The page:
|Did I take this photo of the Ballard snowy owl?|
I most certainly did not. It appeared on the MyBallard
website, courtesy of King 5 TV.
One owl even ended up in Hawaii, at an airport of all places, though as far as we know it arrived under its own wing power and not via Alaska Airlines. (Unfortunately, this historic appearance of an Arctic owl in tropical Hawaii ended badly for the bird: it was shot by federal employees who feared it would interfere with air traffic.)
The snowy owl wandering around Seattle has enjoyed a much better reception. It spends a lot of time in beautiful Discovery Park, hunting for voles in the meadow.
And it's even lounged around on buildings I pass by all the time, except, of course, when I've been anywhere near them--namely, the roof of a church across the street from the local library, the roof of the Australasia exhibit at the zoo, and the roof of a house just a stone's throw away from my own.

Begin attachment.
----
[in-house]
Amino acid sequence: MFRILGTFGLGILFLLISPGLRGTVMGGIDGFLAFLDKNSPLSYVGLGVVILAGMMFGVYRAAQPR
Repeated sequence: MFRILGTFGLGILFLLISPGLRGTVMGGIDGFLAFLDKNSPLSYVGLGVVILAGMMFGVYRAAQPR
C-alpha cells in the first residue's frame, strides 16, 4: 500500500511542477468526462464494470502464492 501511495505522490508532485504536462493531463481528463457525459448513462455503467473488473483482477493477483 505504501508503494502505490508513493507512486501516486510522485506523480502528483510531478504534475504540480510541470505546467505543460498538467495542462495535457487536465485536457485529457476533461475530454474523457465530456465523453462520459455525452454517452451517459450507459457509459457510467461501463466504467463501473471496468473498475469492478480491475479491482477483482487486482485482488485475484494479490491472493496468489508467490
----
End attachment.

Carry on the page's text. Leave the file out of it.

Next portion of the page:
Unfortunately, circumstances right now are such that I can't make a road trip to the Pacific shores of our fair state, or even up to farmlands north of here where snowies have been sighted, so I keep hoping that the Ballard-area bird and I will bump into each other.
I had high hopes when I walked along a hillside street recently and saw a flock of crows and gulls apparently mobbing something that was moving slowly from building to building, but it turned out to be just an elderly man shuffling down the sidewalk, pausing now and then to toss handfuls of bread crumbs into the street.
Short of hanging voles from the feeders outside, I'm guessing I will miss out on the Great Snowy Owl Irruption of 2012--though on the same day the owl was spotted cuddling up to a heat vent on a nearby roof, I heard a big thump on my roof and a frantic scurry-scurry sound. Squirrels frequently cavort on our housetop, and I wondered if perhaps the owl had attempted to snatch one of them.
Later, I found these feathers on a shrub under the eaves--though I have absolutely no proof they're from a snowy owl; for all I know they could be from some neighborhood chicken. I just really, really, really want them to be snowy owl feathers.
But what birder hasn't done the same thing with a real live bird glimpsed through binoculars? It's a cinch to see a rare, out-of-range Greater Lesser Spotted Pitwot flitting through the local woodland when you know perfectly well that it is far more likely to be the common Lesser Great Speckled Wotpit indigenous to your area.